The wrong mindset towards IT investment and new technologies can help businesses lose their competitive edge. This special report examines the impact new technologies can have on productivity, and ultimately the bottom-line. By Glenn Baker.
PThis view is backed up by the findings of a research report carried out by ICE Lab, the research arm of The ICEHOUSE Business Growth Centre, late last year and released in March 2009. The report indicates that there is something seriously wrong about the adoption of technology by
The key findings of the report perhaps echo what we always suspected was going on out there amongst the nation’s businesses. It is the attitude of the owner-manager that has the greatest effect on IT planning – and simply, if he/she can’t see the link between IT and productivity gains, then sadly IT take up is unlikely to be anything more than a distress purchase (only replace/upgrade it if it breaks).
Owner-managers also view business expenditure in the same way as they view personal spending – which means they’re highly cautious, particularly about things they don’t fully understand – like new technology for instance. Their attitude is ‘if it ain’t broke, don’t fix it’ – a far cry from ‘let’s optimise what’s already working’, or even better, ‘let’s see what new technology can do for our growth and productivity’.
The report highlighted some other misguided attitudes – namely owner-managers want to take care of their own IT operation themselves. An in-house specialist is too expensive – better to buy in the expertise ad hoc. Also, technology should work for the business owner – supporting their strategy, not setting it.
Those surveyed also acknowledge that taking the wrong IT route could ruin productivity, and a common expression that cropped up was that sometimes new technology can be ‘more trouble than it’s worth’.
Internal advocates (often people within the company respected by the owner-manager and trusted for their IT know-how) are the most likely third party to influence IT investment it seems. And the report’s figures show many business owners still need convincing that IT really can boost productivity and is worth the investment. Cost is a constant barrier, as is the need to constantly upgrade existing versions of software.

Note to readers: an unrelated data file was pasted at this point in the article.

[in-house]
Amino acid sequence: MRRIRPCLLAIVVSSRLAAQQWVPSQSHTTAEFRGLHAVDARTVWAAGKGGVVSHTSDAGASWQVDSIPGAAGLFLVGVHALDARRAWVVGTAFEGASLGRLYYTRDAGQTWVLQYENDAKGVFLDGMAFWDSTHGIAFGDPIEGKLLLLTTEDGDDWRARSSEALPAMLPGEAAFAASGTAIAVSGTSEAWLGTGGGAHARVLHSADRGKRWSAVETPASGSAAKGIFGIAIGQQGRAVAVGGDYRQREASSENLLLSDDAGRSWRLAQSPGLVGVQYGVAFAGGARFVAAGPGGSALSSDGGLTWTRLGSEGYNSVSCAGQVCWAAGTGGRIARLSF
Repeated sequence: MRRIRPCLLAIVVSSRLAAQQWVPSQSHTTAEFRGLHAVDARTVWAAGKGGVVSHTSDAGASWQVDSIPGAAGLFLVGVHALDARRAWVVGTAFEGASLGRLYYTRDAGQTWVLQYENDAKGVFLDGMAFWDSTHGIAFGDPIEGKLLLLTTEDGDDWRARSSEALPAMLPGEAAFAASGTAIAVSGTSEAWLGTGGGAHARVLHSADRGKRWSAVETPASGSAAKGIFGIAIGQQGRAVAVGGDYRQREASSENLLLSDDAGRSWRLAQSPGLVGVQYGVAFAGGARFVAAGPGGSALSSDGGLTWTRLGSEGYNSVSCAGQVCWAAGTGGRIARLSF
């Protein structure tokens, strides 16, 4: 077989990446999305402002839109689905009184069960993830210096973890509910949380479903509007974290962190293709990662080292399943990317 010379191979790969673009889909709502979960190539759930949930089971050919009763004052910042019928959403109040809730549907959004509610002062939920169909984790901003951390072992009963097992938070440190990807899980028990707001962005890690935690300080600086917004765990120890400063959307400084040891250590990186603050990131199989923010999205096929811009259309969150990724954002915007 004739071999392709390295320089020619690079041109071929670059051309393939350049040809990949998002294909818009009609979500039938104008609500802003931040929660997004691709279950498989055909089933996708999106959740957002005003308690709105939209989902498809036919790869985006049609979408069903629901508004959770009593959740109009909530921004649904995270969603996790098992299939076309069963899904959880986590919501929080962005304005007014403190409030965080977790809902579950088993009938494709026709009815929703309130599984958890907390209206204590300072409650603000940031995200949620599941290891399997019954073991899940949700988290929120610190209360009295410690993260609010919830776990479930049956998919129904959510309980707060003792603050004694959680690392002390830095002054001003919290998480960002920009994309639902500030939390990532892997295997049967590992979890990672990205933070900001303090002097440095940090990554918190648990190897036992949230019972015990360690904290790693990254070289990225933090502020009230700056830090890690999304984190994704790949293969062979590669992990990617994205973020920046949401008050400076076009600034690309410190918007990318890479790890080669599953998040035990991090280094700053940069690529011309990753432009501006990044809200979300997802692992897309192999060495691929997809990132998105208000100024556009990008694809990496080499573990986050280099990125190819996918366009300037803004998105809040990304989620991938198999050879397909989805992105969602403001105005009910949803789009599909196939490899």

Against this backdrop, it’s no wonder IT suppliers are having difficulty convincing businesses to change mindsets – to embrace new technology and new ways of doing things.
Creating that disruptive position
Waynne Dartnall of managed services provider Business Online Limited (Bizo) has, along with business partner Tim Mulcock, extensive experience in the IT industry and seen incredible changes in the way businesses take-up technology over the years. The speed of change is such that sometimes even IT providers struggle to keep abreast of things he says.
“The attitude of many business owners towards IT is that it’s simply a bottomless pit in which to throw money. It’s an essential cost but equipment quickly becomes obsolete and you are constantly told to spend more and more.
“Sadly, few take a holistic view of IT and what it can do for business. We find it’s best to work out an overall strategy for clients. Discuss what’s important to the business and put an IT strategy in place accordingly.